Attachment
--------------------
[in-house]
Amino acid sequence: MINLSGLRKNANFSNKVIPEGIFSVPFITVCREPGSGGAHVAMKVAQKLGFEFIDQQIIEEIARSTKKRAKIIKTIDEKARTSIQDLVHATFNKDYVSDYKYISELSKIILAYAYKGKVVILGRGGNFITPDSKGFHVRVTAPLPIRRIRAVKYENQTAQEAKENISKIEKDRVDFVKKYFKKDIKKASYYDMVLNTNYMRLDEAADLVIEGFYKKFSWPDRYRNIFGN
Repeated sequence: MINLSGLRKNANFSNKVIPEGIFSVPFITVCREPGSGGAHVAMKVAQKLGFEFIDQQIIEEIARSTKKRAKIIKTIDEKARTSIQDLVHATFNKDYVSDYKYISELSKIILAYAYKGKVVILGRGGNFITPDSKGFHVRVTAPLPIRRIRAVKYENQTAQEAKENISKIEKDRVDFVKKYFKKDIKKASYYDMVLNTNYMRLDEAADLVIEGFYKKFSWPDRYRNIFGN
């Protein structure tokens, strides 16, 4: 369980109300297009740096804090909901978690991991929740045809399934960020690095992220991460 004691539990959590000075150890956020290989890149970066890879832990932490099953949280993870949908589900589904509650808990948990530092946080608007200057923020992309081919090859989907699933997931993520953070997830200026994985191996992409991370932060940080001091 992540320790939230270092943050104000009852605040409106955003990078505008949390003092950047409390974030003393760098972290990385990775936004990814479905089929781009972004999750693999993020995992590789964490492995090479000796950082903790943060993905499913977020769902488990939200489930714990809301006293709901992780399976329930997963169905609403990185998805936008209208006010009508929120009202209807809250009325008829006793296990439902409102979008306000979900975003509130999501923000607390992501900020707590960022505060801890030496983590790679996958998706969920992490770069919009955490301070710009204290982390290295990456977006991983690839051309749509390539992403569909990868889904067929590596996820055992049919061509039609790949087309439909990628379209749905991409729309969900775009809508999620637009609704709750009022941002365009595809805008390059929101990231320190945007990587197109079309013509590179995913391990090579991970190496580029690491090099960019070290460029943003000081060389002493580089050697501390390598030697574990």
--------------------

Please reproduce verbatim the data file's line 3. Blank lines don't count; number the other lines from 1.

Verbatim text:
Repeated sequence: MINLSGLRKNANFSNKVIPEGIFSVPFITVCREPGSGGAHVAMKVAQKLGFEFIDQQIIEEIARSTKKRAKIIKTIDEKARTSIQDLVHATFNKDYVSDYKYISELSKIILAYAYKGKVVILGRGGNFITPDSKGFHVRVTAPLPIRRIRAVKYENQTAQEAKENISKIEKDRVDFVKKYFKKDIKKASYYDMVLNTNYMRLDEAADLVIEGFYKKFSWPDRYRNIFGN